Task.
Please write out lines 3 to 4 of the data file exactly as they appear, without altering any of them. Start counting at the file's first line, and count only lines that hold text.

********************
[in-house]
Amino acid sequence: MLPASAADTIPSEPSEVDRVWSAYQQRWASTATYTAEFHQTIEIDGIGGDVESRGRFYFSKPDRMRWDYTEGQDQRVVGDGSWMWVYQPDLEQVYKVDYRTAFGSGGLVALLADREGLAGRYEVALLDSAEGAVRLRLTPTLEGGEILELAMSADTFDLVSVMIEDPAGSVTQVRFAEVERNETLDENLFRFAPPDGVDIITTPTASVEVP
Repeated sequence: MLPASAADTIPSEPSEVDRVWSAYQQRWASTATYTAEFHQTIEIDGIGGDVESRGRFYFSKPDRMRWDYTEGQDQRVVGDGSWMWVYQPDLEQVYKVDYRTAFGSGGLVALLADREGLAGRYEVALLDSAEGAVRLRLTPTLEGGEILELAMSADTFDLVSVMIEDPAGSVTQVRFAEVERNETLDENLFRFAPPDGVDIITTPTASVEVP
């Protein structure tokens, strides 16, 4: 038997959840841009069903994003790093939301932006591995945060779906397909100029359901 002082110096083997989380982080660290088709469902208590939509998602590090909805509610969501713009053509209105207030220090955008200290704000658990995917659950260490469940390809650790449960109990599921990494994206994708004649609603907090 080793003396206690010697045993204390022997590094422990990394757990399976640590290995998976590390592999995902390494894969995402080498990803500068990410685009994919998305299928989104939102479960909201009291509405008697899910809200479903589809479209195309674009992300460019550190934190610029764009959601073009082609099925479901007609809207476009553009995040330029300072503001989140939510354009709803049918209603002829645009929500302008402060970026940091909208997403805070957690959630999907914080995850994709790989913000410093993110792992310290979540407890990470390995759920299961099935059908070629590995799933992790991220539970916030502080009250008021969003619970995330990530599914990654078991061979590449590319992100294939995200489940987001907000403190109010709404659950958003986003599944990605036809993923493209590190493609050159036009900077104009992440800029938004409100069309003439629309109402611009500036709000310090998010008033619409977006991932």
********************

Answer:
Repeated sequence: MLPASAADTIPSEPSEVDRVWSAYQQRWASTATYTAEFHQTIEIDGIGGDVESRGRFYFSKPDRMRWDYTEGQDQRVVGDGSWMWVYQPDLEQVYKVDYRTAFGSGGLVALLADREGLAGRYEVALLDSAEGAVRLRLTPTLEGGEILELAMSADTFDLVSVMIEDPAGSVTQVRFAEVERNETLDENLFRFAPPDGVDIITTPTASVEVP
């Protein structure tokens, strides 16, 4: 038997959840841009069903994003790093939301932006591995945060779906397909100029359901 002082110096083997989380982080660290088709469902208590939509998602590090909805509610969501713009053509209105207030220090955008200290704000658990995917659950260490469940390809650790449960109990599921990494994206994708004649609603907090 080793003396206690010697045993204390022997590094422990990394757990399976640590290995998976590390592999995902390494894969995402080498990803500068990410685009994919998305299928989104939102479960909201009291509405008697899910809200479903589809479209195309674009992300460019550190934190610029764009959601073009082609099925479901007609809207476009553009995040330029300072503001989140939510354009709803049918209603002829645009929500302008402060970026940091909208997403805070957690959630999907914080995850994709790989913000410093993110792992310290979540407890990470390995759920299961099935059908070629590995799933992790991220539970916030502080009250008021969003619970995330990530599914990654078991061979590449590319992100294939995200489940987001907000403190109010709404659950958003986003599944990605036809993923493209590190493609050159036009900077104009992440800029938004409100069309003439629309109402611009500036709000310090998010008033619409977006991932």